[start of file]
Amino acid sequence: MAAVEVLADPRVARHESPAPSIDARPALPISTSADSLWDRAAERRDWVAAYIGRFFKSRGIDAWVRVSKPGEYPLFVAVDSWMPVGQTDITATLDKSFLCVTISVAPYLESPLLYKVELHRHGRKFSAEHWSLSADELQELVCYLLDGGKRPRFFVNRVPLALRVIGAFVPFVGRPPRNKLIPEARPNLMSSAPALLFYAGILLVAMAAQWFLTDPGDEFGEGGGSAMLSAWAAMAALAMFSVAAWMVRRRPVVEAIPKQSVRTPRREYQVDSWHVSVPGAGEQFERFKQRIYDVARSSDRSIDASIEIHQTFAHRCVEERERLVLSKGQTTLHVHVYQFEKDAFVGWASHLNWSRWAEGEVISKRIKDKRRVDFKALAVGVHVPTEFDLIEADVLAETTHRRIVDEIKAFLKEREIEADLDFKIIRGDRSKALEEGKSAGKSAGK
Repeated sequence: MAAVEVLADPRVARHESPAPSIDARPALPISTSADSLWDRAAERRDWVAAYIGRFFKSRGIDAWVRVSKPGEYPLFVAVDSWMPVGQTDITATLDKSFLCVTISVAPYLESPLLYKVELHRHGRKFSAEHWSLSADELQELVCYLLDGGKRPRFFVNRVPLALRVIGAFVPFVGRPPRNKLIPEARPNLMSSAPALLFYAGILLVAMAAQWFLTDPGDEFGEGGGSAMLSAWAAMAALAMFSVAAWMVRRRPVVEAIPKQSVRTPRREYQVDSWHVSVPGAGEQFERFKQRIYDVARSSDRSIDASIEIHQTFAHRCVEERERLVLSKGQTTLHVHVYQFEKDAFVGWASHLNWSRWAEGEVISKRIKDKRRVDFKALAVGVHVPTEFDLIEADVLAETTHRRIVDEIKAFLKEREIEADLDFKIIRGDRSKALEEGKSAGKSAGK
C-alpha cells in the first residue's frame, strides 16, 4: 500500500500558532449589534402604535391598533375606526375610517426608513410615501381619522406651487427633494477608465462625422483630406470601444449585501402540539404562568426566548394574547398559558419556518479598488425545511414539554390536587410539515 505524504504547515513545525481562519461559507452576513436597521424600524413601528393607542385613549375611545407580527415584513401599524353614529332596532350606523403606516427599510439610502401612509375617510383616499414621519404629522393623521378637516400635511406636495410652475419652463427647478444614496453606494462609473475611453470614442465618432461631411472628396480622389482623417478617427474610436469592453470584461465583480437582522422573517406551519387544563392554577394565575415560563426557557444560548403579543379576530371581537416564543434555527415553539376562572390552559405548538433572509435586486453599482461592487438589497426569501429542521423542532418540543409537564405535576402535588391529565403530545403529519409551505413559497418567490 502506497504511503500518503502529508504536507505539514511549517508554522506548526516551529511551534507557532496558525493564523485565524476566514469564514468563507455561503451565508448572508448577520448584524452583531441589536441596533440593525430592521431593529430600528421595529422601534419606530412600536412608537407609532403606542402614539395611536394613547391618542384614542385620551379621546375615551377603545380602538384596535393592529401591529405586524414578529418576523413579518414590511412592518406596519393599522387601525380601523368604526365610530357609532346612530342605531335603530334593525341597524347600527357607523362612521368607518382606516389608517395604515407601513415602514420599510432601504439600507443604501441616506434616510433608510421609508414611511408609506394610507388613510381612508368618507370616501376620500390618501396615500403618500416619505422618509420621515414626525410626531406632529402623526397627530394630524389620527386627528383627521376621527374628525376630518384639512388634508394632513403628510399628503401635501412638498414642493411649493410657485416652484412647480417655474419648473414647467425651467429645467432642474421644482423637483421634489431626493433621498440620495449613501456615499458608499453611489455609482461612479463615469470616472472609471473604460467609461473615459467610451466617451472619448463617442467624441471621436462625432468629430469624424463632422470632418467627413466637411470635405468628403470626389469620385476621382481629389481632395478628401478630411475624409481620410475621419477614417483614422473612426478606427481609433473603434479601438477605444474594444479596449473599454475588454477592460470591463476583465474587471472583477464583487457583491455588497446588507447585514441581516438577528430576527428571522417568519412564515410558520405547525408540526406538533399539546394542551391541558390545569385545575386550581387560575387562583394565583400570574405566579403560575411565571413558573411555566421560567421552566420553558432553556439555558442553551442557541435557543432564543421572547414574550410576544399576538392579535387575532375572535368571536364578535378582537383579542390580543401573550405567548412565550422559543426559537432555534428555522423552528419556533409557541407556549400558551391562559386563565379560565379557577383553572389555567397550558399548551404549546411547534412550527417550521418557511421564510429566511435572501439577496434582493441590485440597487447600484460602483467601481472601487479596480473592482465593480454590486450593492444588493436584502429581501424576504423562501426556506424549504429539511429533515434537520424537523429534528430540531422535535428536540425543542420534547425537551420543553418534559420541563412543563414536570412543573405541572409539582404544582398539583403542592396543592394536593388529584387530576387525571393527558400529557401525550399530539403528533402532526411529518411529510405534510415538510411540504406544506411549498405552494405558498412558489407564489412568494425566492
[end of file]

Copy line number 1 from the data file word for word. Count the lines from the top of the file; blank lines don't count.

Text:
Amino acid sequence: MAAVEVLADPRVARHESPAPSIDARPALPISTSADSLWDRAAERRDWVAAYIGRFFKSRGIDAWVRVSKPGEYPLFVAVDSWMPVGQTDITATLDKSFLCVTISVAPYLESPLLYKVELHRHGRKFSAEHWSLSADELQELVCYLLDGGKRPRFFVNRVPLALRVIGAFVPFVGRPPRNKLIPEARPNLMSSAPALLFYAGILLVAMAAQWFLTDPGDEFGEGGGSAMLSAWAAMAALAMFSVAAWMVRRRPVVEAIPKQSVRTPRREYQVDSWHVSVPGAGEQFERFKQRIYDVARSSDRSIDASIEIHQTFAHRCVEERERLVLSKGQTTLHVHVYQFEKDAFVGWASHLNWSRWAEGEVISKRIKDKRRVDFKALAVGVHVPTEFDLIEADVLAETTHRRIVDEIKAFLKEREIEADLDFKIIRGDRSKALEEGKSAGKSAGK